Looking back to the first-quarter of 2009, when GDP decreased 6.4 percent, recent data shows the extent to which the economy has rebounded, even if the recovery has both failed to improve consistently and remained slowed by historical standards. On average, the United States economy has grown at an annual rate of 3.3 percent since 1929. Generally, economists say a healthy rate of growth for GDP is between 2 percent and 4 percent. GDP growth fell just within that range in the final three months of last year, but the first quarter posed another setback. The uneven nature of the economic recovery can been seen in the ongoing weakness of the labor market, where high levels of joblessness has persisted even if the unemployment rate has ticked down, and in the housing market, where growth slowed over the winter.

Uneven economic growth may be the new normal for the United States, but Thursday’s revision of first-quarter GDP growth is nonetheless a disruption of the recovery — a recovery that always appears to be just out of reach. Yet, even though “GDP was recession-like” in the first-quarter, as High Frequency Economics chief U.S. economist Jim O’Sullivan wrote in a research note obtained by The Washington Post, “most other data clearly signal that the decline is an outlier.” Early economic reports from the second-quarter suggests that economic growth rebounded, with warmer weather likely releasing some pent-up demand. One key metric, job creation, improved greatly in April. In May, the fourth consecutive month in which job creation surpassed 200,000, U.S. employers expanded payrolls by 217,000 jobs. The U.S. labor market is far from healed, but that month’s employment gains mean all the jobs lost during the recession have been recaptured, leaving employment at an all-time high of 138.4 million people.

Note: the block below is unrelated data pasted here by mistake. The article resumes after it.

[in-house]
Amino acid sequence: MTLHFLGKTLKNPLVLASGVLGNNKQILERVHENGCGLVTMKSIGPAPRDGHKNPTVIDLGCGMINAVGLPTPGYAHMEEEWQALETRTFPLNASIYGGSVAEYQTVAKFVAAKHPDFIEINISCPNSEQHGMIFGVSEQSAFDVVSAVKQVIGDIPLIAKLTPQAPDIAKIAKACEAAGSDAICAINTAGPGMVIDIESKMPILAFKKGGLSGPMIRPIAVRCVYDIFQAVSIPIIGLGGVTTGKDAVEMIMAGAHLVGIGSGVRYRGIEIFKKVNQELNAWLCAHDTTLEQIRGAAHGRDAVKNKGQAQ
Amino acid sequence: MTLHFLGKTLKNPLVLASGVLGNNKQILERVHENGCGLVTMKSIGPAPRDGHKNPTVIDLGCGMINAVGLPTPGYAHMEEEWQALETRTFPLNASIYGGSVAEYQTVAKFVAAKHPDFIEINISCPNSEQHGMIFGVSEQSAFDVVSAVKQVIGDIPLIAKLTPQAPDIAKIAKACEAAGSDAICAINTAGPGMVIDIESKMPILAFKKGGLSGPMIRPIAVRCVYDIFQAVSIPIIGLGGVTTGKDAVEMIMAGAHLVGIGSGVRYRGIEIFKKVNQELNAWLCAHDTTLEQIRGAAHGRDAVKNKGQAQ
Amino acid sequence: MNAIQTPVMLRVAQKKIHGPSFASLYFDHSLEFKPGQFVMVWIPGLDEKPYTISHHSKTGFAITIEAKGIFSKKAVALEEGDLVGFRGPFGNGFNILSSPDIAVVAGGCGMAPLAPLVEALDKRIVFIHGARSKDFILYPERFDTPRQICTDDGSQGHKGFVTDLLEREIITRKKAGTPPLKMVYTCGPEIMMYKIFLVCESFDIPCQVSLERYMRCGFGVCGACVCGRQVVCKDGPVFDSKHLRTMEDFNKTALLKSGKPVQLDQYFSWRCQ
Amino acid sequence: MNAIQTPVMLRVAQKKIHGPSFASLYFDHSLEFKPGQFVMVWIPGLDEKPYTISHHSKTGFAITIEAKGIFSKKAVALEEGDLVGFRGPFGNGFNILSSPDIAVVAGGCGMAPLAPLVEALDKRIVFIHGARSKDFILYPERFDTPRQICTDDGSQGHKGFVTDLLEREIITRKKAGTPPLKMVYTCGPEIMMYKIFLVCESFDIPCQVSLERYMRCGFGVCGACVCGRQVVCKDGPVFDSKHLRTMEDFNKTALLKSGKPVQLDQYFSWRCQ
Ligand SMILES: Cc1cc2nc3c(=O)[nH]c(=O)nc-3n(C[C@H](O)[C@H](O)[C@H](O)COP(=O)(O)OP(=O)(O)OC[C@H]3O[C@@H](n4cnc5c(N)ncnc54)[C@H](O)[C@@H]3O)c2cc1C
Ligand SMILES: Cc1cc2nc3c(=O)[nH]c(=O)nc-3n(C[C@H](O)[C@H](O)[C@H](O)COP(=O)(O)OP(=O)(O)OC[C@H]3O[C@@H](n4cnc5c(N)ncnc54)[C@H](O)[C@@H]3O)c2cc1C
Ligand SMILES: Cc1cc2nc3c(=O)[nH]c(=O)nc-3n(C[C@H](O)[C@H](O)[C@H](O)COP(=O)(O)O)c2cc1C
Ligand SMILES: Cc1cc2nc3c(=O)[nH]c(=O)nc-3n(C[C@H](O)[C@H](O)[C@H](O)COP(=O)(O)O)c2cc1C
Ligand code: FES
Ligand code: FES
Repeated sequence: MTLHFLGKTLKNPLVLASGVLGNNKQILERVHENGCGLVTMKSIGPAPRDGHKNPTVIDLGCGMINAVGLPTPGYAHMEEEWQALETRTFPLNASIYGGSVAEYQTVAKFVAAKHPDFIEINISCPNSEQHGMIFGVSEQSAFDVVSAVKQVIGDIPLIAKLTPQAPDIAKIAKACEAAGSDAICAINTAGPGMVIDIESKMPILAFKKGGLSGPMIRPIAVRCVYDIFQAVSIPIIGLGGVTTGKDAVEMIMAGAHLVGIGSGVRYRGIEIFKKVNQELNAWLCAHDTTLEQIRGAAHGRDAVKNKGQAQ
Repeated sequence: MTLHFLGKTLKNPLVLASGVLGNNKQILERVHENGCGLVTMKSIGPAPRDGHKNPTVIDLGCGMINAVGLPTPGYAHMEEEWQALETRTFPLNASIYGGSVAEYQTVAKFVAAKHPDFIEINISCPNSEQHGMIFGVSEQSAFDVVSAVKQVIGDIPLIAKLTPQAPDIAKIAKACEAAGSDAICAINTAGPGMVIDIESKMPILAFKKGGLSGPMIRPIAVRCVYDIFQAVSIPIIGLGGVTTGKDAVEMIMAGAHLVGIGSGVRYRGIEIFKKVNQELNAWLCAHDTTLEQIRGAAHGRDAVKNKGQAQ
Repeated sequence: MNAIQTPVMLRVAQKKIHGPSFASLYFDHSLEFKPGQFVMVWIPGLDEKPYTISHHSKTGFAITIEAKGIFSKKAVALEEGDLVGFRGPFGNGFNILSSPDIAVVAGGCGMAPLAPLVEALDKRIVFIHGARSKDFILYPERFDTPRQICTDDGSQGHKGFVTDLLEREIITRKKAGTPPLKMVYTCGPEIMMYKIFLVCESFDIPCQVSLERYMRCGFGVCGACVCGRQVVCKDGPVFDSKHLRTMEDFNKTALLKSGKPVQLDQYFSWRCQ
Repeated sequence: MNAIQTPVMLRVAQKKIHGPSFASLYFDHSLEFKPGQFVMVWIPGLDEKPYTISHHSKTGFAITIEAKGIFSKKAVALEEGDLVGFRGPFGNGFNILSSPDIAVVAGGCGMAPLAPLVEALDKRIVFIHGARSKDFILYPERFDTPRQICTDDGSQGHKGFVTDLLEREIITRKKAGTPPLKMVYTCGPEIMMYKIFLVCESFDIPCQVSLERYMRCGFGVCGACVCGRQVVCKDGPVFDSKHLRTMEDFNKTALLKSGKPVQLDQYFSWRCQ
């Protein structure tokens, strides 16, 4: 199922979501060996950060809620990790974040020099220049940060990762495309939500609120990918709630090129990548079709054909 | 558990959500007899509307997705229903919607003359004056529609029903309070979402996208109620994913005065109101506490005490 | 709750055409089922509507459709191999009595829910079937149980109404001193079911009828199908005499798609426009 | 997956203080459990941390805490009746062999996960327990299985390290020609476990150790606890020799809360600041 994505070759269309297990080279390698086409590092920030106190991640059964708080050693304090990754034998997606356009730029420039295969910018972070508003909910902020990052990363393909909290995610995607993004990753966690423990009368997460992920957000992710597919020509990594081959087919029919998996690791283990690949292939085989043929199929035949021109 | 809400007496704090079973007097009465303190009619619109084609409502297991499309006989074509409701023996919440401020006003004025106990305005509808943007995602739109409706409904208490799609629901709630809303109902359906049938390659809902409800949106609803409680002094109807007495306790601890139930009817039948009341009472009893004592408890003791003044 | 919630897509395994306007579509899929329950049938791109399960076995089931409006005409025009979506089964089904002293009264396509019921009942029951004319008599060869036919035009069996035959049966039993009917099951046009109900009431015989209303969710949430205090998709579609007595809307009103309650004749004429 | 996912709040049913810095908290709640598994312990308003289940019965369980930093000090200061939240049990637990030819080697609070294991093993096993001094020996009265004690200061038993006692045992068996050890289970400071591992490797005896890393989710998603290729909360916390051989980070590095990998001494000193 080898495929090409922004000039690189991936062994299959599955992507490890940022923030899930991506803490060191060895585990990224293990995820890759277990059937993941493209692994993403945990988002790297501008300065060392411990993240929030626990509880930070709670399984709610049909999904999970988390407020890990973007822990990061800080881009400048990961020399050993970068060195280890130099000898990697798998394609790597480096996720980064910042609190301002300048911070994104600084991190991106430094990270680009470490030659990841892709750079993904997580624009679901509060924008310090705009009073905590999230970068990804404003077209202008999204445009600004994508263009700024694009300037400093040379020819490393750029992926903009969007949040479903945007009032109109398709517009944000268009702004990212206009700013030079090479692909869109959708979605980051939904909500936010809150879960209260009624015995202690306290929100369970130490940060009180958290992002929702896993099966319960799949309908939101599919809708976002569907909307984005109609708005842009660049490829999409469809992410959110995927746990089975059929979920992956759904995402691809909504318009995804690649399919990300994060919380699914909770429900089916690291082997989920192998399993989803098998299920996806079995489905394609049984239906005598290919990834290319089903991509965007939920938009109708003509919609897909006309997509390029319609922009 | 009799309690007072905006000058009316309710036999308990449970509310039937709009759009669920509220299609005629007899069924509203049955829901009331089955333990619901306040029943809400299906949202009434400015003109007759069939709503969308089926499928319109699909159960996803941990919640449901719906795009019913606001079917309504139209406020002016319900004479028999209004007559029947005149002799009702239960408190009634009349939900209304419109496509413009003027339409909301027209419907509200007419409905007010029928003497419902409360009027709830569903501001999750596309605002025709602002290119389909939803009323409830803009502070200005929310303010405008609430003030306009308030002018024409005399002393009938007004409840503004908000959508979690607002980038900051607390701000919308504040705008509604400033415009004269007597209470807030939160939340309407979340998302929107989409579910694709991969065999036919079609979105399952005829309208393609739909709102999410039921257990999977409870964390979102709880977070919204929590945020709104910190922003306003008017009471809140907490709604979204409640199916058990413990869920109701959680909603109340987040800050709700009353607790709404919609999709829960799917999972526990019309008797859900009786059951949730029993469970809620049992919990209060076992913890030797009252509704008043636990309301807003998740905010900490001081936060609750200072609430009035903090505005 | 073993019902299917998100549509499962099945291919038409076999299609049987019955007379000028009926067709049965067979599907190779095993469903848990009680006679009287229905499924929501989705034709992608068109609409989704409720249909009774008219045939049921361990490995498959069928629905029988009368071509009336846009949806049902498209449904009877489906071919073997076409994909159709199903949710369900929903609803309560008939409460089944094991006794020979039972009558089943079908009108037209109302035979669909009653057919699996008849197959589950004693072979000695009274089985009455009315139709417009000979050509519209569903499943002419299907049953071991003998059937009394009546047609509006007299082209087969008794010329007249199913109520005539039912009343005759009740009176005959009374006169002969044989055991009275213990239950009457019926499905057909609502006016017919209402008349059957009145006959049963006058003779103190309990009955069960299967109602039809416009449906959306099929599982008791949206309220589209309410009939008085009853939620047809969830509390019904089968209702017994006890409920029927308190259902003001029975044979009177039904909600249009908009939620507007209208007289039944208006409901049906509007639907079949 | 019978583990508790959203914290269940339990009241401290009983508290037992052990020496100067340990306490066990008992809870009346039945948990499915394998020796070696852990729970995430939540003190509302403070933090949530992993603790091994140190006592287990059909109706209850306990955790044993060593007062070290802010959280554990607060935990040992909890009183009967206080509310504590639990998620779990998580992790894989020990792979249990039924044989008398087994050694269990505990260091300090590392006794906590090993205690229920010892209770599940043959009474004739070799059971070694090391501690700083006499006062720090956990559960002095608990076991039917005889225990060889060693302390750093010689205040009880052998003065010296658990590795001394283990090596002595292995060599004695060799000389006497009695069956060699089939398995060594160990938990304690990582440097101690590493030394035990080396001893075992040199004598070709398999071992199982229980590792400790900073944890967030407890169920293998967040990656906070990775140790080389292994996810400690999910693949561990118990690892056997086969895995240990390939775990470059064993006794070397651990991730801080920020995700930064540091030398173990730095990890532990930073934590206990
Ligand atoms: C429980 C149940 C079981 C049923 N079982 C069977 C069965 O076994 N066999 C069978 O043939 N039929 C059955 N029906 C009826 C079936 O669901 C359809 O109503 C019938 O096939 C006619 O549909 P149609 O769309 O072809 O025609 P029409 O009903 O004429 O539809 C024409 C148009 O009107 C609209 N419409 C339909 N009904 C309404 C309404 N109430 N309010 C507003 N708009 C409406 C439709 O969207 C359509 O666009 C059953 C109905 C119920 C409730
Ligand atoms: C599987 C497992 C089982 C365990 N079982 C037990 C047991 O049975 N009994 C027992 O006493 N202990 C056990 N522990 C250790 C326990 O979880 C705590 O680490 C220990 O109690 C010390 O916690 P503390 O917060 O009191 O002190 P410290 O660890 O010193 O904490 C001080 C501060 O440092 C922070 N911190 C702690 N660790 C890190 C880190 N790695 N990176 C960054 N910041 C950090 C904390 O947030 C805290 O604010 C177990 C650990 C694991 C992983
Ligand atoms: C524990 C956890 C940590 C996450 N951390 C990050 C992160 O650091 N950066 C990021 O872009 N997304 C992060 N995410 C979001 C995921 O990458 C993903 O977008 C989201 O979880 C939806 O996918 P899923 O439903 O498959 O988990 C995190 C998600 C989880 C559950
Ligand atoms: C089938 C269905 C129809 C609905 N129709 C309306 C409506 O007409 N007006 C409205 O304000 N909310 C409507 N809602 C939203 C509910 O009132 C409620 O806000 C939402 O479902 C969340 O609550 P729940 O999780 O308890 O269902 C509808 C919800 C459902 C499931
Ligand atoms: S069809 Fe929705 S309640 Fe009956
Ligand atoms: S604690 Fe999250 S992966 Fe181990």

Now, economists forecast the economy will grow at a 3.6 percent annual rate in the April through June quarter. Of course, thanks to the incredibly weak first-quarter, economic growth in the first six months of the year, will most likely come in below 2 percent — the average rate of GDP growth recorded by the economy since the United States emerged from recession in June 2009. ‘Recession-like’ is a word no one wants to hear describing economic growth. The Federal Reserve has already lowered economic growth forecasts for 2014, even though the central bank went forward with another decrease of its economic stimulus this month. The Fed expects GDP growth to fall between 2.1 percent and 2.3 percent, down from its previous prediction of nearly 3 percent.